In an effort to combat the soaring rates of HIV infection among youth, the Ugandan Ministry of Education has launched a program that recruits 140 Makerere University students to support the fight against HIV/AIDS. The Uganda Aids Commission (UAC) released worrisome statistics showing that over 50,000 new HIV infections occurred in the last two years, largely affecting people between the ages of 15 and 24. This prompted the decision.
Selected as the trailblazing university for this endeavor, Makerere University witnessed the commissioning of these students under the Emerging Leaders Programme (ELP) by First Lady and Minister of Education and Sports, Ms. Janet Museveni. The ELP seeks to raise the caliber of leaders that come out of the nation.
Minister Janet Museveni revealed that the graduates completed a thorough week-long training program through the representation of Agriculture Minister Mr. Frank Tumwebaze. In light of the rising incidence of HIV/AIDS, she underlined the significance of high-skill training, especially for young people. This would help to establish a culture of values-based leadership.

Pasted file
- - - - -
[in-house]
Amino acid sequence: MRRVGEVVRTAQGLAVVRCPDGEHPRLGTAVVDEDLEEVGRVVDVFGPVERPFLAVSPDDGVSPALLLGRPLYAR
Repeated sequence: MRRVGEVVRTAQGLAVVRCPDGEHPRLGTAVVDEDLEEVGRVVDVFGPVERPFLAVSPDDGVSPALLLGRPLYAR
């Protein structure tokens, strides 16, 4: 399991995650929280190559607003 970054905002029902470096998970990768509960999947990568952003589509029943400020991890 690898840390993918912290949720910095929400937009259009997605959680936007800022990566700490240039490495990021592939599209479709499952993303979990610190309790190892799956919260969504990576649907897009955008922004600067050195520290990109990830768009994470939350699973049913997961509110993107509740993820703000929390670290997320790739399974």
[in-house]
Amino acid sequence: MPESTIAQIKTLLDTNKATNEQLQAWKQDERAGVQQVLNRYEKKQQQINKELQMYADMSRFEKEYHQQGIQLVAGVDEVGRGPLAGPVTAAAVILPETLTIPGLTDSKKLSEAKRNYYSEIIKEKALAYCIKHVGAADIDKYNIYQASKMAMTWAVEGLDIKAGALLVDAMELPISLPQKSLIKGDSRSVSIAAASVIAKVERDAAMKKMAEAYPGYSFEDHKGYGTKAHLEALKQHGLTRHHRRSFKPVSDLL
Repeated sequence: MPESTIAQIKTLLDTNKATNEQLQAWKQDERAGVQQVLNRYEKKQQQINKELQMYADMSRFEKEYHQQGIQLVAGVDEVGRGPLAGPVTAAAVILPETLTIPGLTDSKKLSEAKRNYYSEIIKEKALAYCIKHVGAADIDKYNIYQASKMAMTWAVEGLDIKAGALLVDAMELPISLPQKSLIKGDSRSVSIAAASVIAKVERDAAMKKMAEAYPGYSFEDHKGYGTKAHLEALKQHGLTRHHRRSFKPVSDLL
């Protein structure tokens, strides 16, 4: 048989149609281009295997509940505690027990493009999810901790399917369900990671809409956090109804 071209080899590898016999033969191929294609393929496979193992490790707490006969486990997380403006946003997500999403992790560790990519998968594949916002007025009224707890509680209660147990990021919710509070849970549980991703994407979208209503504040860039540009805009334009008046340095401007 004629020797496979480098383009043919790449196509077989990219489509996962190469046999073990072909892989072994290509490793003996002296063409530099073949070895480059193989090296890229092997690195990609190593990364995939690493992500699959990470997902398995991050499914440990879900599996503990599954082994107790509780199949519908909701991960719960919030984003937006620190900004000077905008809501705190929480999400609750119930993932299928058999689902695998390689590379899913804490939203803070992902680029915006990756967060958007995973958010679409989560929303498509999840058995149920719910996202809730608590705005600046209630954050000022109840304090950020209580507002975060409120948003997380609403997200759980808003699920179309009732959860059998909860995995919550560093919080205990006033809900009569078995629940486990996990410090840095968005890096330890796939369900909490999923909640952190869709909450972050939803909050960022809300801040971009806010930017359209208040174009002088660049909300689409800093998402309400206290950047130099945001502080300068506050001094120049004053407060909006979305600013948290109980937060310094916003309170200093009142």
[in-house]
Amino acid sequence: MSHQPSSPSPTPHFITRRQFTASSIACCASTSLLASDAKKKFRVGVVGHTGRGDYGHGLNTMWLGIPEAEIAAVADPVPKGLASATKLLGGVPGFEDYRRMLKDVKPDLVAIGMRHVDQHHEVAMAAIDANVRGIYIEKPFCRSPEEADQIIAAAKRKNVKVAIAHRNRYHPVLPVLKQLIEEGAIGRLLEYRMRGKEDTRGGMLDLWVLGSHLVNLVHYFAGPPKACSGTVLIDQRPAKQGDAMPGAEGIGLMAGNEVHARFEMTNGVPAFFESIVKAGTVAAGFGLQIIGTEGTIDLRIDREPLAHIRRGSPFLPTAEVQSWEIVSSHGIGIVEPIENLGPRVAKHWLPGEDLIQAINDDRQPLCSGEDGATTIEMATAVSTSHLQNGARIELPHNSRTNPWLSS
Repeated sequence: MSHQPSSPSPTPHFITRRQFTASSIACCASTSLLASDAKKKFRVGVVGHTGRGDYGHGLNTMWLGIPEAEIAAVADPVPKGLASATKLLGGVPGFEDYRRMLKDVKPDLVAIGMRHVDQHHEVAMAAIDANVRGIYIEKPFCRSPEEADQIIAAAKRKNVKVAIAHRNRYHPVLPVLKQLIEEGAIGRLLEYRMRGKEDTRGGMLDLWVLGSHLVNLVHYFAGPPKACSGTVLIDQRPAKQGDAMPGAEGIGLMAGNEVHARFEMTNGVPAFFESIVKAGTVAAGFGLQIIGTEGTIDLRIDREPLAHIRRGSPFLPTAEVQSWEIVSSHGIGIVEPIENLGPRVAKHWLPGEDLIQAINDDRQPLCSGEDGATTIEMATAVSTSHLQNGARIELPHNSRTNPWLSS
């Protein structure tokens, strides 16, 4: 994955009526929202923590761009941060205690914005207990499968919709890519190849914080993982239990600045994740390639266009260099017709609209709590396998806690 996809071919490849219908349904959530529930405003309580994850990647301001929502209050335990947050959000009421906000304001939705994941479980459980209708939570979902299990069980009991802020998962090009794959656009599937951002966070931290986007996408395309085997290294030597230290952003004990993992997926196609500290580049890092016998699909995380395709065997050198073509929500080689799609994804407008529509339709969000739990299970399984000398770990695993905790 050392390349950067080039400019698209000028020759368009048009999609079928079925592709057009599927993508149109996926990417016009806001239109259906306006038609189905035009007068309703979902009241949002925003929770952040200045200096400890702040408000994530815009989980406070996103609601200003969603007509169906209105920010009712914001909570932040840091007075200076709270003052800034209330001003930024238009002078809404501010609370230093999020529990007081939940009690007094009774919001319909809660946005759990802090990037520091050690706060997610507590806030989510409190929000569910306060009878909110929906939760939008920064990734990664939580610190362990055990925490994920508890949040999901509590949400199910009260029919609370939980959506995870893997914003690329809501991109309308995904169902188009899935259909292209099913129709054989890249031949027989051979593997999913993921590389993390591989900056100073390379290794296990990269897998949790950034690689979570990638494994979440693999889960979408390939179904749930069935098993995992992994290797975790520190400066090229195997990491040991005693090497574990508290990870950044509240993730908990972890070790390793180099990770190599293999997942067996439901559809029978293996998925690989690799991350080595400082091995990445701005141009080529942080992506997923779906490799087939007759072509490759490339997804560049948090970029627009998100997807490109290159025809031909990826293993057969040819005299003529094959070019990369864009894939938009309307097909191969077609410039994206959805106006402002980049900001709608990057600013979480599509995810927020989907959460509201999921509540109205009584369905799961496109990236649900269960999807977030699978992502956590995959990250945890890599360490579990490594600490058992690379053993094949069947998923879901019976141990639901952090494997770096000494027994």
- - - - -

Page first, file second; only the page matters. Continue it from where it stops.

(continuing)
The First Lady confirmed that additional universities and higher education establishments would receive a similar instruction. She emphasized the graduates’ responsibility in lowering the dangers of HIV/AIDS transmission and urged them to share the knowledge they had gained.
Mr. Peter Muhereza, the dean of students at Makerere University, expressed his delight in his institution’s selection as the trailblazing establishment for this important initiative. Among the 140 students who finished the course, Ms. Mariat Namyalo emphasized the program’s applicability since the majority of students are sexually active. She stressed that they gained knowledge about HIV/AIDS prevention, transmission control, and eradication measures from the program.
The government’s action represents a calculated attempt to tackle the HIV/AIDS pandemic at its source by equipping upcoming leaders with the information and abilities to positively impact their communities.